A website homepage has five seconds to convey enough information to persuade someone to look around and find what they came for.
How do you introduce your offer, present your content, and persuade someone that your products are the best?
Website conversions occur with well designed web pages that contain answers to the most asked questions your visitors have. Therefore, the more you understand your target market, the better your conversion rates will be.
Know Your Website Visitors
The more you know about who visits your website, the better the chances you can design properly for them.
Who will use it? This is probably an easy one to start with. Will your target market be local? How old are they? Do they have previous experience with your product or service?
What do your website visitors want to accomplish when they arrive? Do they want information and if so, what do you show them first? Have they been to your website before? Return visitors take less time to find what they are looking for.
Trust and credibility are important to website visitors. When they visit a homepage for the first time, they want to know that you have what they desire, are the trusted resource and that your business is credible.
Research Improved What We Know Today About Website Conversions
There are secrets to website conversions that we have learned over the years from watching people use websites. For example, researchers’ study where our eyes look, where we click first, and even the colors we respond to most often.
Red increases the heart rate while viewing web pages and is the color associated with alarm or stop, but in China, red is a positive, happy color. We have learned that greens and blues are soothing colors for websites, but those colors will look different to color blind users.
Color contrasts are important design choices too. Dark mode is used more often in mobile designs because the dark backgrounds are easier to see with cell phones outside. Some people find that dark mode designs are easier to read.
However, older users or those with poor eyesight may require brightly lit backgrounds and sharper color contrasts. Nearly everyone has trouble reading text that is placed over a picture.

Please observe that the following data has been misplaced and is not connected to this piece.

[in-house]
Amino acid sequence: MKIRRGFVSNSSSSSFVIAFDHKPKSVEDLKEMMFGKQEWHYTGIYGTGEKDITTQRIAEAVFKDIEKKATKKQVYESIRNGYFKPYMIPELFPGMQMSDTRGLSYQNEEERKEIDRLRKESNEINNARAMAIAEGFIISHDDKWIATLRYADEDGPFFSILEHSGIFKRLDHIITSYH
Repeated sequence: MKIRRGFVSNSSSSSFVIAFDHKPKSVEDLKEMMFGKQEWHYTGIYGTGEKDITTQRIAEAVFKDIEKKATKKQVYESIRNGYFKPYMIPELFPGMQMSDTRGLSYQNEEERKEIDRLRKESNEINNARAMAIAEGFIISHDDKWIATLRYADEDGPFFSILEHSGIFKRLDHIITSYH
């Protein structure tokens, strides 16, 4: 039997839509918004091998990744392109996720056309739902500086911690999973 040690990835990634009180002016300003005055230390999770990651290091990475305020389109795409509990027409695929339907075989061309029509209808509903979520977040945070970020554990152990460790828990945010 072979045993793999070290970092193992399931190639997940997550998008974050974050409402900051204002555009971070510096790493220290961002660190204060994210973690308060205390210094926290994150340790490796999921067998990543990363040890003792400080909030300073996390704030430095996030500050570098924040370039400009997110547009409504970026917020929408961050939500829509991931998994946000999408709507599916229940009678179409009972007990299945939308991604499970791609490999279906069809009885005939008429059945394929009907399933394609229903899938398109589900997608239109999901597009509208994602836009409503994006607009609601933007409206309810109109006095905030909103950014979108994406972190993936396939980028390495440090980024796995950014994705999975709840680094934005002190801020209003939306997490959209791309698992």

And yet, even with all the case studies, web designs continue to baffle people.
User Behavior Guides Design Choices
Did you know there are thousands of usability guidelines for websites? They change over the years but generally there are best practices proven to produce favorable conversions and user experiences.
User interface and usability guidelines change and adapt to how we use our computer devices. There are patterns to follow for mobile or desktop layouts, such as stacking for rows of images and the placement of buttons and links to inside pages.
User behavior is well researched. And because it is, companies research how we search, scan pages, save, what buttons we are more likely to push and what sections of a page we are more likely to read first.
User habits help web designers make decisions for their page layouts and the content they use.
For example, you may browse for a new couch on your laptop or desktop computer and save several candidates that you liked from different websites in their shopping cart. Later, you might be having dinner with a friend and after showing your choices to them from your cell phone, decide to order right then and there from your mobile device.
The layout for both mobile and desktop versions don’t necessarily need to be identical, but it helps users if they are similar. Most mobile designs are intended to be fast, minimal and concise.
An automobile website wanted to understand how website visitors shopped for cars online. Using eye tracking software, they discovered that men and women are attracted to different parts of an automobile when shown an image of one.
The men “kicked the tires” first. They were more interested in the technical specifications. Women viewed the interior, colors and styles. We have similar habits at car lots, so it’s interesting that we shop for cars online the same way.
Another study on call to action conversions tracked the number of button clicks based on what direction a human face was looking. If the human face was turned left, that was where the order button was placed to perform best. People, it turned out, are curious about what the face in the web page picture is looking at.
Google wants to present the website that performs the best to searchers. Therefore, the focus on mobile designs is important. Load times are measured.
Your website homepage can respond in five seconds by loading text and images quickly. Carousels, sliders, and rows of product images slow down page load times.
Help your website visitors when they arrive on your homepage by verifying that it meets their search criteria. Provide clues within the content in the header, navigation link text, page title, heading, subheading, brief introductory paragraph, one image and three bullet points that highlight top features.
Those are the areas of the top half of the homepage that everyone sees first.
Your brand or company name should be shown at the top in both your logo and text. Topics are placed inside headings and subheadings in header tags for easy scanning. Buttons and forms should be carefully placed so that your visitors can take the next steps when they are ready.
The homepage is often the introduction to your online business and the first steps of a tour of your website. It may take several changes to the layout or tweaking of the content to make the best first impression.
Need help with website conversions? Learn how to improve your website design with a website review.